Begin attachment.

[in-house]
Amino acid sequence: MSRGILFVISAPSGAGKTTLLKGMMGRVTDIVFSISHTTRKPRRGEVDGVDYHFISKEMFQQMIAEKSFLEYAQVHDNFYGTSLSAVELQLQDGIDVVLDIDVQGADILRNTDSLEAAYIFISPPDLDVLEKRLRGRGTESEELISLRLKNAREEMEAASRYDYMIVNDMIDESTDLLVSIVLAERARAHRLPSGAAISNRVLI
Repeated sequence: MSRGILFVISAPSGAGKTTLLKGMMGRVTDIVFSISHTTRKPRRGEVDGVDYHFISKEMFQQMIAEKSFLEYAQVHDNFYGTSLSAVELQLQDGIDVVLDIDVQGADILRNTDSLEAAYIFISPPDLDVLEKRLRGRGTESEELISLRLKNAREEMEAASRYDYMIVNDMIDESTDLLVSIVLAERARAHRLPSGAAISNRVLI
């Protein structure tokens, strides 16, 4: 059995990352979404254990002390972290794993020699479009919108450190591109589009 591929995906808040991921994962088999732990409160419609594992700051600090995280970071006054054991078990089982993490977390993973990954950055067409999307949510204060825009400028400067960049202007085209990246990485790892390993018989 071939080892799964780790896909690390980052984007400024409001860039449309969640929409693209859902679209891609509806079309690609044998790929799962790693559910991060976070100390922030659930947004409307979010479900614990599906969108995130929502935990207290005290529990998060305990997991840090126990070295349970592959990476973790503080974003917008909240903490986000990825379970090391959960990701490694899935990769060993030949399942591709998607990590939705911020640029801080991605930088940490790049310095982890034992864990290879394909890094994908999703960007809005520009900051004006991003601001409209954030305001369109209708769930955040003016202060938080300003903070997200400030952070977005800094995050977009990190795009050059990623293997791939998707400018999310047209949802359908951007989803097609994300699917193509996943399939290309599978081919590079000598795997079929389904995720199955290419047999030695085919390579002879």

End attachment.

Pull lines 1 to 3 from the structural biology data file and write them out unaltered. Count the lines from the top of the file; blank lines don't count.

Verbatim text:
[in-house]
Amino acid sequence: MSRGILFVISAPSGAGKTTLLKGMMGRVTDIVFSISHTTRKPRRGEVDGVDYHFISKEMFQQMIAEKSFLEYAQVHDNFYGTSLSAVELQLQDGIDVVLDIDVQGADILRNTDSLEAAYIFISPPDLDVLEKRLRGRGTESEELISLRLKNAREEMEAASRYDYMIVNDMIDESTDLLVSIVLAERARAHRLPSGAAISNRVLI
Repeated sequence: MSRGILFVISAPSGAGKTTLLKGMMGRVTDIVFSISHTTRKPRRGEVDGVDYHFISKEMFQQMIAEKSFLEYAQVHDNFYGTSLSAVELQLQDGIDVVLDIDVQGADILRNTDSLEAAYIFISPPDLDVLEKRLRGRGTESEELISLRLKNAREEMEAASRYDYMIVNDMIDESTDLLVSIVLAERARAHRLPSGAAISNRVLI